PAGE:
Unlike Peninsular Malaysia, pork is widely available in Hatyai and cooked in many different styles. AND AND AND, it is also generously served in huge slices and portions, so if you’re a pork lover, Hatyai is probably your kind of place.

I remember Catea telling me there were McDonald’s pork burgers in Thailand but I forgot to check that out when I walked past the McDonald’s at Lee Garden Plaza.

Young Thai coconut I bought at 40 baht, of which after conversion cost me about RM4.

Hatyai Thailand

Which was freaking expensive, because afterwards Catea bought one for just RM3 from another stall. FML.

The coconut water was heavenly though!

After that, it was about to rain heavily so we went loitering at Lee’s Garden Plaza, a shopping center Catea insisted had to visit because it has her childhood memories.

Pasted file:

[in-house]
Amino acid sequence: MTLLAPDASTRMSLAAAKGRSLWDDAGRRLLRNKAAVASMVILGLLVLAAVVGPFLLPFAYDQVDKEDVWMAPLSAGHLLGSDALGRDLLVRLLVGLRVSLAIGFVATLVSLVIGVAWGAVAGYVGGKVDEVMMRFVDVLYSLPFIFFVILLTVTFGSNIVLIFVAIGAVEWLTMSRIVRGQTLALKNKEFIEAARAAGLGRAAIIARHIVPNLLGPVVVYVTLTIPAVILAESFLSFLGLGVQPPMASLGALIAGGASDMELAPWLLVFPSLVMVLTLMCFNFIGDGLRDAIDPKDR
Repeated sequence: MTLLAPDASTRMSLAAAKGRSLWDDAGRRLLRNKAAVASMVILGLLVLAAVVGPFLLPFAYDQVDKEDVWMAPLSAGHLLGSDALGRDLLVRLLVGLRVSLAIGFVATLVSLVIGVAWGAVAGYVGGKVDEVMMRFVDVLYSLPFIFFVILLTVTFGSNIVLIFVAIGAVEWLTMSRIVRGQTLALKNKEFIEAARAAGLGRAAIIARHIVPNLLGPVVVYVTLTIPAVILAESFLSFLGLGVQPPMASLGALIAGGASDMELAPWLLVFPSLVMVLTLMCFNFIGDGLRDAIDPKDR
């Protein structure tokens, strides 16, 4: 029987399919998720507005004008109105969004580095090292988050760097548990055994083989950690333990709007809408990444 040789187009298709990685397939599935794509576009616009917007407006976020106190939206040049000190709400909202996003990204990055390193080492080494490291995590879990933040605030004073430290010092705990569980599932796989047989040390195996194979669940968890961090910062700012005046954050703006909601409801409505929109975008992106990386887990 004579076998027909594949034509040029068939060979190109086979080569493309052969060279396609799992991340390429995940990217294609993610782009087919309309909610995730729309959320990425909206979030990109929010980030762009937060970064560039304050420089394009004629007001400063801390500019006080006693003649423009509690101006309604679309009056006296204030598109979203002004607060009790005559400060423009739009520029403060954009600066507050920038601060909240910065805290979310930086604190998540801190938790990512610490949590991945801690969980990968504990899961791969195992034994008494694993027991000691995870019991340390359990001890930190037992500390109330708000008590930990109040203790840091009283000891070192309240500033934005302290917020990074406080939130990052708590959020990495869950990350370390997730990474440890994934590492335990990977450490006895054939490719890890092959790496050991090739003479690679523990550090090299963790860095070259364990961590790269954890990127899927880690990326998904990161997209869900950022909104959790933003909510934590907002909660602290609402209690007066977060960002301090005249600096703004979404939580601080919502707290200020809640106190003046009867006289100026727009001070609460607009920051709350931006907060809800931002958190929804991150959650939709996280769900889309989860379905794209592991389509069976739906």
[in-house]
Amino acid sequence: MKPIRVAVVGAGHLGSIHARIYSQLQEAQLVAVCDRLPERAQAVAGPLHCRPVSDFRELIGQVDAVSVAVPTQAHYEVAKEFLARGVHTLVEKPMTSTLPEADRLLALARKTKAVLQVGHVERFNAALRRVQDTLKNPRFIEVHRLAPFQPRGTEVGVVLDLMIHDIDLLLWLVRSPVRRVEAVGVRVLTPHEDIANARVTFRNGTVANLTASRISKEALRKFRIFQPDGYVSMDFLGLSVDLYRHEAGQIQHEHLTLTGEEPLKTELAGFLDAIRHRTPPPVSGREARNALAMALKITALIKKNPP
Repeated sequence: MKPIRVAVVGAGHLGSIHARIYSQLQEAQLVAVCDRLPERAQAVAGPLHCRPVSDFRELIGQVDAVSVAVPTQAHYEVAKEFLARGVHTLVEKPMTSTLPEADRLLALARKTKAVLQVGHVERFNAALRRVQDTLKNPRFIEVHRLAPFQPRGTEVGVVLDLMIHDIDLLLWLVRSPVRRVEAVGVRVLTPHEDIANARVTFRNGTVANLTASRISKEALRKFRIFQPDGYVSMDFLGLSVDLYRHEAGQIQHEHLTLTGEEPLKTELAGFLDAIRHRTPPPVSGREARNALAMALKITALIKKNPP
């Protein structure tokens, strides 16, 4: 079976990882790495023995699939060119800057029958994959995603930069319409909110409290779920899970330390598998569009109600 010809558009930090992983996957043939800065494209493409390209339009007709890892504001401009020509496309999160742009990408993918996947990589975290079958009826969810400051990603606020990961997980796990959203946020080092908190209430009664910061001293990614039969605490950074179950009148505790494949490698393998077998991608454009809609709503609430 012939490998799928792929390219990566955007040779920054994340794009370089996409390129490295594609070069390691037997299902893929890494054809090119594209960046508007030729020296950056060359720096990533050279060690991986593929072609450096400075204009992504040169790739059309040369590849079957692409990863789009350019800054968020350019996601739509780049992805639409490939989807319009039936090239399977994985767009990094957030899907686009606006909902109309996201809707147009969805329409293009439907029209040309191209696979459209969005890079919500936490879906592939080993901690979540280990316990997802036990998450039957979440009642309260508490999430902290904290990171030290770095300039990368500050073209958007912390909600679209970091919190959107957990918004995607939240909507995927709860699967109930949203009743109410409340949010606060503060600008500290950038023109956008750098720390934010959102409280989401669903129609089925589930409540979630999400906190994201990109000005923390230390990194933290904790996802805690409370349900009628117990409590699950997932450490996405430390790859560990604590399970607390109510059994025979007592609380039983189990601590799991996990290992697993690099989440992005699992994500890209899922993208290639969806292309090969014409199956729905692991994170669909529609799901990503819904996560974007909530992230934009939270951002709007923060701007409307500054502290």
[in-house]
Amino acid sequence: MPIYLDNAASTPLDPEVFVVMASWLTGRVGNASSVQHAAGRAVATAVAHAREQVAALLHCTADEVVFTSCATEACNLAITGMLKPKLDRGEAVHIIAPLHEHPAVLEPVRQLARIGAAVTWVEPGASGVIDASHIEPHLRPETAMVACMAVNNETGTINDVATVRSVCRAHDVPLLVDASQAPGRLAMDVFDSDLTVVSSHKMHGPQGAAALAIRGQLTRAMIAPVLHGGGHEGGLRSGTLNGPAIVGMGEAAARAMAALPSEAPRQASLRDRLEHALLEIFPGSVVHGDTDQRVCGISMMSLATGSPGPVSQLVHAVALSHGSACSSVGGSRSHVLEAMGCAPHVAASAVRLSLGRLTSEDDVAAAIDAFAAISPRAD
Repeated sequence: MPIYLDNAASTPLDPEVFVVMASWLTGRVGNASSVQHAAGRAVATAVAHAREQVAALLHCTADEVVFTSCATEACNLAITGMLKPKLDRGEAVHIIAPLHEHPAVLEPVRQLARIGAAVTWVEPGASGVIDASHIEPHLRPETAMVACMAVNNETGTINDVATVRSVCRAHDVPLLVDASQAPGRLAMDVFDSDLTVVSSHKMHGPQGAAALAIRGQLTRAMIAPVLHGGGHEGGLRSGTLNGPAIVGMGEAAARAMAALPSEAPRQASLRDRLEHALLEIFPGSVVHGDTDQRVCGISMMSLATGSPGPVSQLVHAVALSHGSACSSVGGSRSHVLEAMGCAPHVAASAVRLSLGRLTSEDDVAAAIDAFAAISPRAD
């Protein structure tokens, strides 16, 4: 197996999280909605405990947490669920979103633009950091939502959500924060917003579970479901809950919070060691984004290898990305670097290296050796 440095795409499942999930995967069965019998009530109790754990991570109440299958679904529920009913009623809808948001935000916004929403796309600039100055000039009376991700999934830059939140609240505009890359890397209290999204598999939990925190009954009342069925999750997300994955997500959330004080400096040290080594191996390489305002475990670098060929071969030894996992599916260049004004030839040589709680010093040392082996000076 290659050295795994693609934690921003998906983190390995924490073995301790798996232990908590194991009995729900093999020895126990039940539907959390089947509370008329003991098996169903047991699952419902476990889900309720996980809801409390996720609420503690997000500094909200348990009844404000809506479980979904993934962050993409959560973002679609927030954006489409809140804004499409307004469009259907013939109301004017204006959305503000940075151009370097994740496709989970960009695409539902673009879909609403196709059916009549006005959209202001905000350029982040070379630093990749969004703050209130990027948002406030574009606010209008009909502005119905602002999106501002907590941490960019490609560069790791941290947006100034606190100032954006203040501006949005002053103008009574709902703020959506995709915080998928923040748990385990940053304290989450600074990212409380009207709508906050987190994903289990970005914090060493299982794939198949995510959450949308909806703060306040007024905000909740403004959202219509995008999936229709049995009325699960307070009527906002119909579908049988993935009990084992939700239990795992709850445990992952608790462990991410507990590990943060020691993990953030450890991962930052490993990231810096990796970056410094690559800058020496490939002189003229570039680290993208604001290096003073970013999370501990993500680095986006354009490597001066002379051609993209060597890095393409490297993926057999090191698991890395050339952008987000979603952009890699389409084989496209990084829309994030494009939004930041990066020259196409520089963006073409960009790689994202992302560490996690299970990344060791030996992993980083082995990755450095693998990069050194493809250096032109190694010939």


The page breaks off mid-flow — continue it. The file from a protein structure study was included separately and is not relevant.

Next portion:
That was when we got to see the Idea Market, which only opened over the weekend. People were very creative and made all sorts of creative and innovative crafts and sold them there at really reasonable prices.

Hatyai Thailand

Catea bought a pair of manmade (though I think it was more like semi-manmade) red polka dot shoes at RM20 or so and the lady customised them by knitting some decent knots around the shoes.

Hatyai Thailand

People in Hatyai were generally very friendly! You bargain with them for the 100th time and they would still smile at you, unlike our Ah Bengs at Petaling Street who would probably swear at you and chase you away.

Anyway, guess what this place was:

Hatyai Thailand

Mind you it wasn’t not a registration counter.

It was…

Hatyai Thailand


Why the hell was their cybercafe so sophisticated-looking one??

Last but definitely not least, the following picture was taken outside a hotel. Look at their flood-presenting measure.

Hatyai Thailand

And here comes the end of the first blog post on my Hatyai trip with Catea.

More to come, very soon.

Part II: A Hatyai Escape: When Floating Market Fails to Excite

Part III: A Hatyai Escape: Getting My Teeth Realigned